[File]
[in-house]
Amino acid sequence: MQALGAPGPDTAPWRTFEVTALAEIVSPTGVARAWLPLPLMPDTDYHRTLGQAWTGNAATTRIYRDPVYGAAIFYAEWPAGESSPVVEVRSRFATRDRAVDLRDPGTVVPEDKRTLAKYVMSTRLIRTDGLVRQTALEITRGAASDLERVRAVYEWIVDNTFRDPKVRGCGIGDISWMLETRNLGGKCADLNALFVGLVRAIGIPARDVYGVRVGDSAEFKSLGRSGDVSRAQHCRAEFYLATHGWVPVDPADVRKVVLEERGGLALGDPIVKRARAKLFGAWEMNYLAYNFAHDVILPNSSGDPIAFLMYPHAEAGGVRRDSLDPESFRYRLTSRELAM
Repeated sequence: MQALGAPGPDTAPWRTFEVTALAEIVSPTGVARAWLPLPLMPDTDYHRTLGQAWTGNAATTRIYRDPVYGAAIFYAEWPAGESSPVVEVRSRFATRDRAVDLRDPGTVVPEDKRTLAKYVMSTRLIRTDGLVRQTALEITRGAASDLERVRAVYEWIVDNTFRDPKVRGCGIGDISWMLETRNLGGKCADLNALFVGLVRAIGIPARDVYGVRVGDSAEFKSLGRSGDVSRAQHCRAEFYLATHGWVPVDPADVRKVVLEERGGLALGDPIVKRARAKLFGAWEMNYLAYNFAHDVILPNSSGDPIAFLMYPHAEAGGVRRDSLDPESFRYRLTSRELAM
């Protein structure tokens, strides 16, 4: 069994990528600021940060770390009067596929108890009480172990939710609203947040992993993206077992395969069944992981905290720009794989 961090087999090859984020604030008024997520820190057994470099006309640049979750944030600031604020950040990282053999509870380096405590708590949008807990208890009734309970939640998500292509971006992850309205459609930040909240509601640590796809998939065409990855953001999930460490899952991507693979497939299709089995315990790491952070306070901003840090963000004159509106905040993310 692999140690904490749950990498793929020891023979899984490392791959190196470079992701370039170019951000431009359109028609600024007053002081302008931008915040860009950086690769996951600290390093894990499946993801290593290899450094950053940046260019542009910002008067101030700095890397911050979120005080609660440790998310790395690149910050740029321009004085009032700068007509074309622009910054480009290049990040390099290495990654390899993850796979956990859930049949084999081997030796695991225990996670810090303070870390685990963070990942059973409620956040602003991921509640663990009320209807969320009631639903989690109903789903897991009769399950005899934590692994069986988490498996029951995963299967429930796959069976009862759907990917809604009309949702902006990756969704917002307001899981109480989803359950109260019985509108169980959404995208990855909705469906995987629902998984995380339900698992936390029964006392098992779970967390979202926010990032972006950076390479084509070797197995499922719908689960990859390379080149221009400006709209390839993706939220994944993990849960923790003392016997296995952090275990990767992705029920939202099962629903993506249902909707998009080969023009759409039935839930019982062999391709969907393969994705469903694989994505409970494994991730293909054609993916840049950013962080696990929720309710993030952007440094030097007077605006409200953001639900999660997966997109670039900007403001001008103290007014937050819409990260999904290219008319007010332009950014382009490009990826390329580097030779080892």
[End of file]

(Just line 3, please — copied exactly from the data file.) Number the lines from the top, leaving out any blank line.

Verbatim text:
Repeated sequence: MQALGAPGPDTAPWRTFEVTALAEIVSPTGVARAWLPLPLMPDTDYHRTLGQAWTGNAATTRIYRDPVYGAAIFYAEWPAGESSPVVEVRSRFATRDRAVDLRDPGTVVPEDKRTLAKYVMSTRLIRTDGLVRQTALEITRGAASDLERVRAVYEWIVDNTFRDPKVRGCGIGDISWMLETRNLGGKCADLNALFVGLVRAIGIPARDVYGVRVGDSAEFKSLGRSGDVSRAQHCRAEFYLATHGWVPVDPADVRKVVLEERGGLALGDPIVKRARAKLFGAWEMNYLAYNFAHDVILPNSSGDPIAFLMYPHAEAGGVRRDSLDPESFRYRLTSRELAM